The reader likes to be confused, as long as a certain, fuzzy logic is perceived, even if it's very vague. Reading is a game of imagination. You don't need to explain everything, leaving a few doors half closed or half open is part of the job.
    If the contents of a dream upset you, or moved you in any way, even if you didn't understood the meaning, chances are high your reader will be touched, as long as you do your job, using the most effective techniques.
     
  19. deadrats

    deadrats Contributor Contributor

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    Sorry, @Vaughan Quincey, readers do NOT like to be confused. That would be a problem. If your writing is going to confuse readers, that's a big something that needs to be addressed.
     
  20. Vaughan Quincey

    Vaughan Quincey Active Member

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    We can start a private conversation if you wish. This is off topic.

    But we'll have to agree to disagree. I think there is a difference between an instructions manual and a poem.

    Not all readers are the same reader. Many readers value the act of deciphering meaning, that is my point.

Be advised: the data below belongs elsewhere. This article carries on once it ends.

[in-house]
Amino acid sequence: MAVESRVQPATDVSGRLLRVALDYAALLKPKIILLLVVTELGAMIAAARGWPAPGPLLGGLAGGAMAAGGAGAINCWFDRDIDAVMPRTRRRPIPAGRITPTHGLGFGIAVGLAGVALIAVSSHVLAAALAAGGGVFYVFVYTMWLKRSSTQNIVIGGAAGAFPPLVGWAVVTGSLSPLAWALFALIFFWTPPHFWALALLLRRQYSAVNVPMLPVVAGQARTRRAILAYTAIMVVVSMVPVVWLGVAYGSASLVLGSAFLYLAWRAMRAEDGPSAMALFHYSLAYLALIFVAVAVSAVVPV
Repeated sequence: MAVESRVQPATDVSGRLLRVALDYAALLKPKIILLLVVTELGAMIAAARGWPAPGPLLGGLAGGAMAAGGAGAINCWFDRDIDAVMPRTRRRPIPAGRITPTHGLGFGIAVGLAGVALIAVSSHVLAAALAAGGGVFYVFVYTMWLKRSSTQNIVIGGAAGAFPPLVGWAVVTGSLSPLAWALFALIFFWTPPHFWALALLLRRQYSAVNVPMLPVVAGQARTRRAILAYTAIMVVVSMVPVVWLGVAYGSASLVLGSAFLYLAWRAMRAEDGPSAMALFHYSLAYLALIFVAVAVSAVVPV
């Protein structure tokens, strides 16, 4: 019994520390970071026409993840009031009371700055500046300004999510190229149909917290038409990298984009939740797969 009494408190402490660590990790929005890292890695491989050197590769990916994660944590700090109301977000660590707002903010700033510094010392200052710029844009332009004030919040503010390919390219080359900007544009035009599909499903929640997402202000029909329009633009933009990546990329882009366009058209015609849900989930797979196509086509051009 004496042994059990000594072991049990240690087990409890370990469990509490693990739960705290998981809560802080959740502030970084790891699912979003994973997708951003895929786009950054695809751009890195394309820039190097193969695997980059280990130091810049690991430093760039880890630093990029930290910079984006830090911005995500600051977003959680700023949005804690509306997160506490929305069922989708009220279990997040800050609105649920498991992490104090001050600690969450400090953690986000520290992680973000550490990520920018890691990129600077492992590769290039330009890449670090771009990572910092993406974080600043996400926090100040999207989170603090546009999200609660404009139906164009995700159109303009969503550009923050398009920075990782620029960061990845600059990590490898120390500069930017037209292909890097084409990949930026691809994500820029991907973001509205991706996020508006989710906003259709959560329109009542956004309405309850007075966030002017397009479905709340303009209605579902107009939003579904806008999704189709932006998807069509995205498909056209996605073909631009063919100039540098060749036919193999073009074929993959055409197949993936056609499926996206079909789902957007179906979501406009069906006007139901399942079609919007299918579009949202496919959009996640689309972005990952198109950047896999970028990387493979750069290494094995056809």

What was your personal experience with dreams?
     
    Last edited: Mar 13, 2020
  21. Xoic

    Xoic Prognosticator of Arcana Ridiculosum Contributor

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    From what I gather, the science says viewers of various types of artwork appreciate and can interact more with the piece if they have to 'close a few gaps'. In other words leave some things to their imagination. Le them imagine what some of the characters look like, or what the technology is that powers the spacecraft. Andre Norton used to write about high-tech futuristic machines and she'd refer to them simply by what they do, a crawler, a flitter, a needler gun or a blaster. Many of the ships had a 'doctor' that would heal wounds and injuries by sealing the patient in a thick cocoon of foam, but she never even came close to explaining the technology.

    It's almost as if the characters were primitives and that's the way they thought about the devices. Or the way we think of our tech. I have no diea what's inside my phone or how to fix it, I just know to push the buttons.